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Facebook News Launches in the U.K.

Plus500 | Tuesday 26 January 2021

Today, Facebook (FB) introduced Facebook News -its dedicated and curated news section- in the U.K., as a special tab in its mobile apps.


The U.K. is the first Facebook News market outside of the U.S., where it launched last year. It will include a curated mix of news that incorporates top stories, personalised news, as well as special sections for health, science and technology, sports and entertainment news. The section will include content from several major news publishers, such as The Guardian, Sky News, Financial Times and Channel 4. 

Facebook has agreed to pay publishers to licence their content, which, together with bringing more subscriptions and advertising opportunities,will boost the publishers’ earnings. Supporting local publishers can also be seen as an attempt by the social media giant to avoid further regulation of the news media market.

Another goal of Facebook News is to provide more balanced content to users than what’s found in their news feeds. With this, Facebook seeks to improve its reputation as a news source, in times when the internet and social media are full of unreliable information. 

The launch comes just as Facebook is about to release its Q4 2020 earnings tomorrow, along with other big companies such as Apple (AAPL) and Tesla (TSLA)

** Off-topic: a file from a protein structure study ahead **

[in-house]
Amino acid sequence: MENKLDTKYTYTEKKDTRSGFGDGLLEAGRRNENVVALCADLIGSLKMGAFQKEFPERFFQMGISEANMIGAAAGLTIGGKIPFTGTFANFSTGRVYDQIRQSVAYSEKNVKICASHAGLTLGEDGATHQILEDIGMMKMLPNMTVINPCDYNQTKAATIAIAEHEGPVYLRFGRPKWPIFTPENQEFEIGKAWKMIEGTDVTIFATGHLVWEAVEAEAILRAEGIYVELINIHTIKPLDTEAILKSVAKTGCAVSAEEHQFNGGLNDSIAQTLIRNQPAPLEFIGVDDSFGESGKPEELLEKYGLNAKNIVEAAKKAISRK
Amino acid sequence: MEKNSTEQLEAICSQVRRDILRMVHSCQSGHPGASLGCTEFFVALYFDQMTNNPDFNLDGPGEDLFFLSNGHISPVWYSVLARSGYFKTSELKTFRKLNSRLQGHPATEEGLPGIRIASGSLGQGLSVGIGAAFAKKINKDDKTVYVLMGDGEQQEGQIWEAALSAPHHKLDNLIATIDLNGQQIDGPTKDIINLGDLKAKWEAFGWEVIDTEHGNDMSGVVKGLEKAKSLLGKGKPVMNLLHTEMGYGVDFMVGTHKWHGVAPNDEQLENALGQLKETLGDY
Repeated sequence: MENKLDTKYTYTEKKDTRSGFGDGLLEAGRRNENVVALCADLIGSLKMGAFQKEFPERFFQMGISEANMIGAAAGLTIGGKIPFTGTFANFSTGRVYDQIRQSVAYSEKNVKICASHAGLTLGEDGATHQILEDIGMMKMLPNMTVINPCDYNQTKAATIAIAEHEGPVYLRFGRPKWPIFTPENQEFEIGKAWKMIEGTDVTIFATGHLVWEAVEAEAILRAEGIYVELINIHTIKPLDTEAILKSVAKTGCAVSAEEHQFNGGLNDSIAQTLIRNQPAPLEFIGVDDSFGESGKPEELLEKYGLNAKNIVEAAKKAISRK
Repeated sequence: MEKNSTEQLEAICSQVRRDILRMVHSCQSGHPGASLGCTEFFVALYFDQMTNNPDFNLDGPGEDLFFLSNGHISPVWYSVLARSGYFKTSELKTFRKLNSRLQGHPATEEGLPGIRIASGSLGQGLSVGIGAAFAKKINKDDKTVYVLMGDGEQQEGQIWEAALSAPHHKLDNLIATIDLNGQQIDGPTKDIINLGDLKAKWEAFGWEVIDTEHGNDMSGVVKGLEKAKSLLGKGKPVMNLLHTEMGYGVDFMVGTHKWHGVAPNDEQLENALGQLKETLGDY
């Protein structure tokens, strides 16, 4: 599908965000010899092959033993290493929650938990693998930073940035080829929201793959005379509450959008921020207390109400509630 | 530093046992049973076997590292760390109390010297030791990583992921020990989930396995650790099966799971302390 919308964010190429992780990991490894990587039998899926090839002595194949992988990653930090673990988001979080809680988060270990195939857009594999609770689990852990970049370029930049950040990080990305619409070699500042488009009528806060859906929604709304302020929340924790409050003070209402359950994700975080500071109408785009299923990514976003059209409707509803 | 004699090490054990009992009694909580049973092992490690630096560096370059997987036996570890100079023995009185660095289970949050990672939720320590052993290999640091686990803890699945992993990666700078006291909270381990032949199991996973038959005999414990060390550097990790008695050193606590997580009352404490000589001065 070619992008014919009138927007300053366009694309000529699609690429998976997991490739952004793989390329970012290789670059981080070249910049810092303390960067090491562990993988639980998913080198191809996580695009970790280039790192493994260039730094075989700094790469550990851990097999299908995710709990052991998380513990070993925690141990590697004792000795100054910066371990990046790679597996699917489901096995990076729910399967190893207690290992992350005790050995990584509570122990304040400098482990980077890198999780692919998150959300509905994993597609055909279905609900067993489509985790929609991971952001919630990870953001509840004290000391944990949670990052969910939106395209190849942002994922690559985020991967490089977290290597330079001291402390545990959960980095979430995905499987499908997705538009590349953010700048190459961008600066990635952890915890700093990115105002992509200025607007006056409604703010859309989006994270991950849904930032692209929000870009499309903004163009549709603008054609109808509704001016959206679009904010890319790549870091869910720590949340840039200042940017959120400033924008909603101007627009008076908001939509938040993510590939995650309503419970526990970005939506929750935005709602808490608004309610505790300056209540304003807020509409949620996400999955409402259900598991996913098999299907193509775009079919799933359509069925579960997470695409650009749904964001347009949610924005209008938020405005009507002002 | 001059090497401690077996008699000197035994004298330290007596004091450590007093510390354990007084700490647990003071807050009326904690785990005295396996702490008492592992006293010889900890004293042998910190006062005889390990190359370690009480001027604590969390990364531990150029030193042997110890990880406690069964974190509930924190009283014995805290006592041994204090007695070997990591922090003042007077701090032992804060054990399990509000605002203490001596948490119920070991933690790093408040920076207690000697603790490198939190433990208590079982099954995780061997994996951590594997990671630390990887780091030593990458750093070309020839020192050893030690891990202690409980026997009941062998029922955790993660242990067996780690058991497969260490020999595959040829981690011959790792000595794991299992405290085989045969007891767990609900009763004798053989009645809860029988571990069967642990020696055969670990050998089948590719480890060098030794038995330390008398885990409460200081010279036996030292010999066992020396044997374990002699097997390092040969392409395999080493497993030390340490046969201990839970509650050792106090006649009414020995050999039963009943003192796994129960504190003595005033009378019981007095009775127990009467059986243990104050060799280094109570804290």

Regulation Threatens Tech Giants

Facebook’s move comes as Australia plans to move ahead with a “news media bargaining code,” that will require tech companies like Facebook and Google to negotiate payments to media outlets for the rights to use their content. This comes as tech companies’ revenues have greatly increased, while media companies have seen the opposite.

As a result, Google has threatened to pull the use of their search engine in Australia, and requested a revision of the proposal. The Australian government, on the other hand, doesn’t seem affected by the threats, and argues that Google and Facebook have excess market power in the country.

On Monday, Facebook (FB) shares went up 1.2%, and those of Alphabet (GOOG), Google’s parent company, went down slightly 0.04%.

As regulation tightens for tech giants, time will tell if moves like the launch of Facebook News, in which the company pays news providers for use of their content, will help global governments ease their pressure.

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